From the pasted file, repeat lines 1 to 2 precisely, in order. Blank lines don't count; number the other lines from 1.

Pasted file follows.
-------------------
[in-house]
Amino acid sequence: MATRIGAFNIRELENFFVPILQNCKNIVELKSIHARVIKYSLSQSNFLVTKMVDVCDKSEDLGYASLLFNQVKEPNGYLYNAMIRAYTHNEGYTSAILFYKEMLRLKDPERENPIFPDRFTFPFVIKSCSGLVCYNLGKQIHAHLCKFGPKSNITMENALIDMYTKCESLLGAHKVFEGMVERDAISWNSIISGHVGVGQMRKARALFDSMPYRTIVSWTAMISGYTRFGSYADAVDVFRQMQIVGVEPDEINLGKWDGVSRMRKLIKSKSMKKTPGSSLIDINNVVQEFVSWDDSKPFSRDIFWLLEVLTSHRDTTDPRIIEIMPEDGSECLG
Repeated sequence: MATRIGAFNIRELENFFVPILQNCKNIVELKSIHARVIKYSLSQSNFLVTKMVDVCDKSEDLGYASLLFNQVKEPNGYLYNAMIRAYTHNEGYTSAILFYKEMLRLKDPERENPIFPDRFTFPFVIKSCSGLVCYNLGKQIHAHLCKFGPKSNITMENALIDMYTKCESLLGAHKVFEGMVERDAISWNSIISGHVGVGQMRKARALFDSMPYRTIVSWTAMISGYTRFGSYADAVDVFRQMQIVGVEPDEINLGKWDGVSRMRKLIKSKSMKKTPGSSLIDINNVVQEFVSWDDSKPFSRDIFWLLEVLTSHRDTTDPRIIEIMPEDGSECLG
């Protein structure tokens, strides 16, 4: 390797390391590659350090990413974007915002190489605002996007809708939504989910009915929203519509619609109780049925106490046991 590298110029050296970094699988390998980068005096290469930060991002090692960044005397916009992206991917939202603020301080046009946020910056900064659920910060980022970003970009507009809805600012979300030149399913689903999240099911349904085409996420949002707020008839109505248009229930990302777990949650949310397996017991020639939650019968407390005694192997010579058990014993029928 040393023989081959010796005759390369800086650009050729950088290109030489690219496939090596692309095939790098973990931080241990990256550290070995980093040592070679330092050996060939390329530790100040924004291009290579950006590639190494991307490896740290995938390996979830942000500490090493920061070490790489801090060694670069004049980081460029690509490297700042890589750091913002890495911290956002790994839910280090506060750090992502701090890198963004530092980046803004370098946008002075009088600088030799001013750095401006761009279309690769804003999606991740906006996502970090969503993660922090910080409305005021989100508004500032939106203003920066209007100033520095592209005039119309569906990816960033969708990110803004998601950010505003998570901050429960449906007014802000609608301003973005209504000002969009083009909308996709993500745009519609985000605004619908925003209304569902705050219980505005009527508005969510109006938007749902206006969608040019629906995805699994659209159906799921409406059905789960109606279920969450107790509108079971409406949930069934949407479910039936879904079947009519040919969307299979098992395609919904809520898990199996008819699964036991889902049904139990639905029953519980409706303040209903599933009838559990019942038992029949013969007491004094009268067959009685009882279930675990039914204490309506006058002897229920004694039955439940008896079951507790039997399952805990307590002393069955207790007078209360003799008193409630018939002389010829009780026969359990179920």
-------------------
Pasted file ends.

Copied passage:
[in-house]
Amino acid sequence: MATRIGAFNIRELENFFVPILQNCKNIVELKSIHARVIKYSLSQSNFLVTKMVDVCDKSEDLGYASLLFNQVKEPNGYLYNAMIRAYTHNEGYTSAILFYKEMLRLKDPERENPIFPDRFTFPFVIKSCSGLVCYNLGKQIHAHLCKFGPKSNITMENALIDMYTKCESLLGAHKVFEGMVERDAISWNSIISGHVGVGQMRKARALFDSMPYRTIVSWTAMISGYTRFGSYADAVDVFRQMQIVGVEPDEINLGKWDGVSRMRKLIKSKSMKKTPGSSLIDINNVVQEFVSWDDSKPFSRDIFWLLEVLTSHRDTTDPRIIEIMPEDGSECLG